Back in August, we wrote about the (somewhat surprising) appeals court ruling in the District of Columbia circuit saying that longterm GPS tracking
of someone by law enforcement required a warrant. The issues at play here certainly aren't entirely clearcut. After all, it does make sense that when you're in a public space, you have little expectation of privacy. But is that true when it comes to tracking everywhere you go in public? That seems a little more questionable, and it's clearly the part that the court had trouble with, noting that short bursts of surveillance don't require a warrant, but sustained surveillance gets past the expectation of privacy barrier and requires a warrant. While some worry that this is too vague, it does have a certain amount of logic to it.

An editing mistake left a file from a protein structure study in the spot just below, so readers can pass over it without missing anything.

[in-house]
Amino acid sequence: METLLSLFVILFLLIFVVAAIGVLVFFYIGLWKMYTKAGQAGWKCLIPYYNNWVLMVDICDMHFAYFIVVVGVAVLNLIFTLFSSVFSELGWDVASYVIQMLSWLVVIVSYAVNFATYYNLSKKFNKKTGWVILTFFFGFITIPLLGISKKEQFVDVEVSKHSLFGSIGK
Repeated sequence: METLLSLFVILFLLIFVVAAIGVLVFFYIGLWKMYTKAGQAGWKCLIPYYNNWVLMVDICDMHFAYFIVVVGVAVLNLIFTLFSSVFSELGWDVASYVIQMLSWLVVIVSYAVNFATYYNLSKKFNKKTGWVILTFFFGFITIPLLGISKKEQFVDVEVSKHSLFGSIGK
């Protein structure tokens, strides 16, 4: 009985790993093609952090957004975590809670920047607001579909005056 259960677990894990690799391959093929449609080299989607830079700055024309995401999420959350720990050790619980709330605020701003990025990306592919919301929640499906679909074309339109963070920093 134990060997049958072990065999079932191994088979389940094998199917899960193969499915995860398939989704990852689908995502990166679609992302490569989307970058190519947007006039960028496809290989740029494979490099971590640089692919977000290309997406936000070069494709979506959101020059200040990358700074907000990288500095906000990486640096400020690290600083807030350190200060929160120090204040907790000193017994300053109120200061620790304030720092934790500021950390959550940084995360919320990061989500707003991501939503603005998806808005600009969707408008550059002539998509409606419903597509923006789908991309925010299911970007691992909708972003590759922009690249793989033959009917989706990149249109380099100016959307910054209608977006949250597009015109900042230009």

Either way, the Justice Department wants none of that, and is asking the full circuit to rehear the case and reverse the original ruling, saying that it should not require a warrant
, suggesting that the sum of all our public travel does not deserve any privacy. While I do agree that the initial "rules" are vague, I have to agree that sustained, long-term tracking through a secretly installed GPS devices does seem to cross a line on the "expectation of privacy" spectrum.